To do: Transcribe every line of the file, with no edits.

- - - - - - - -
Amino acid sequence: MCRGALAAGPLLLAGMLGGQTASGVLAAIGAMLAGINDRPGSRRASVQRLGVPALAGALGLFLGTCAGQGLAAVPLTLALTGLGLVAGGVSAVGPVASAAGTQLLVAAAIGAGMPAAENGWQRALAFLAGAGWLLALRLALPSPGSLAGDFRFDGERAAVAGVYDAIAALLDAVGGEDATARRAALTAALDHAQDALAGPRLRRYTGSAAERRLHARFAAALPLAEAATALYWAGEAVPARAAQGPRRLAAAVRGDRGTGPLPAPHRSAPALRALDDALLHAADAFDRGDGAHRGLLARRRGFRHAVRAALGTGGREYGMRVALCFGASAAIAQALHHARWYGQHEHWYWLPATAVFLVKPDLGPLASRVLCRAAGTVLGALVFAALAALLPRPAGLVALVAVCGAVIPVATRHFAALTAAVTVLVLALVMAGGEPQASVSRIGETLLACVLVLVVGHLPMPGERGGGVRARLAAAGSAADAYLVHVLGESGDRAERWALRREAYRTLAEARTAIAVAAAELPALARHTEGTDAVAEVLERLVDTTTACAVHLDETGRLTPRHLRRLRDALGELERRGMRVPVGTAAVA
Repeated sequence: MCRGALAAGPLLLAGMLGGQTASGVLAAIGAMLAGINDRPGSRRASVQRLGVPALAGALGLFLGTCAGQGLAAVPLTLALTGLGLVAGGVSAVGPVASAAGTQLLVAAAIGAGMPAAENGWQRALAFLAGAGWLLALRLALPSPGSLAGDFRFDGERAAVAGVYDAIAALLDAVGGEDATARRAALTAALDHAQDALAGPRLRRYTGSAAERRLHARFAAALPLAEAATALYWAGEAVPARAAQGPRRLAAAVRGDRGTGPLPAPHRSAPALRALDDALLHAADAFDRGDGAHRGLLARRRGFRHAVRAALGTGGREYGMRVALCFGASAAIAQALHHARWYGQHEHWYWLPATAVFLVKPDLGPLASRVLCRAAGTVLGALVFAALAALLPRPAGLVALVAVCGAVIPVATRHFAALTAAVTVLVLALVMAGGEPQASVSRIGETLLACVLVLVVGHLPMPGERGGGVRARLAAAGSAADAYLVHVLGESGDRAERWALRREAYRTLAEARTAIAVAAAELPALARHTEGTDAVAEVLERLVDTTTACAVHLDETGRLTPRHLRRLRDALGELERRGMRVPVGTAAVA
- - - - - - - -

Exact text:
Amino acid sequence: MCRGALAAGPLLLAGMLGGQTASGVLAAIGAMLAGINDRPGSRRASVQRLGVPALAGALGLFLGTCAGQGLAAVPLTLALTGLGLVAGGVSAVGPVASAAGTQLLVAAAIGAGMPAAENGWQRALAFLAGAGWLLALRLALPSPGSLAGDFRFDGERAAVAGVYDAIAALLDAVGGEDATARRAALTAALDHAQDALAGPRLRRYTGSAAERRLHARFAAALPLAEAATALYWAGEAVPARAAQGPRRLAAAVRGDRGTGPLPAPHRSAPALRALDDALLHAADAFDRGDGAHRGLLARRRGFRHAVRAALGTGGREYGMRVALCFGASAAIAQALHHARWYGQHEHWYWLPATAVFLVKPDLGPLASRVLCRAAGTVLGALVFAALAALLPRPAGLVALVAVCGAVIPVATRHFAALTAAVTVLVLALVMAGGEPQASVSRIGETLLACVLVLVVGHLPMPGERGGGVRARLAAAGSAADAYLVHVLGESGDRAERWALRREAYRTLAEARTAIAVAAAELPALARHTEGTDAVAEVLERLVDTTTACAVHLDETGRLTPRHLRRLRDALGELERRGMRVPVGTAAVA
Repeated sequence: MCRGALAAGPLLLAGMLGGQTASGVLAAIGAMLAGINDRPGSRRASVQRLGVPALAGALGLFLGTCAGQGLAAVPLTLALTGLGLVAGGVSAVGPVASAAGTQLLVAAAIGAGMPAAENGWQRALAFLAGAGWLLALRLALPSPGSLAGDFRFDGERAAVAGVYDAIAALLDAVGGEDATARRAALTAALDHAQDALAGPRLRRYTGSAAERRLHARFAAALPLAEAATALYWAGEAVPARAAQGPRRLAAAVRGDRGTGPLPAPHRSAPALRALDDALLHAADAFDRGDGAHRGLLARRRGFRHAVRAALGTGGREYGMRVALCFGASAAIAQALHHARWYGQHEHWYWLPATAVFLVKPDLGPLASRVLCRAAGTVLGALVFAALAALLPRPAGLVALVAVCGAVIPVATRHFAALTAAVTVLVLALVMAGGEPQASVSRIGETLLACVLVLVVGHLPMPGERGGGVRARLAAAGSAADAYLVHVLGESGDRAERWALRREAYRTLAEARTAIAVAAAELPALARHTEGTDAVAEVLERLVDTTTACAVHLDETGRLTPRHLRRLRDALGELERRGMRVPVGTAAVA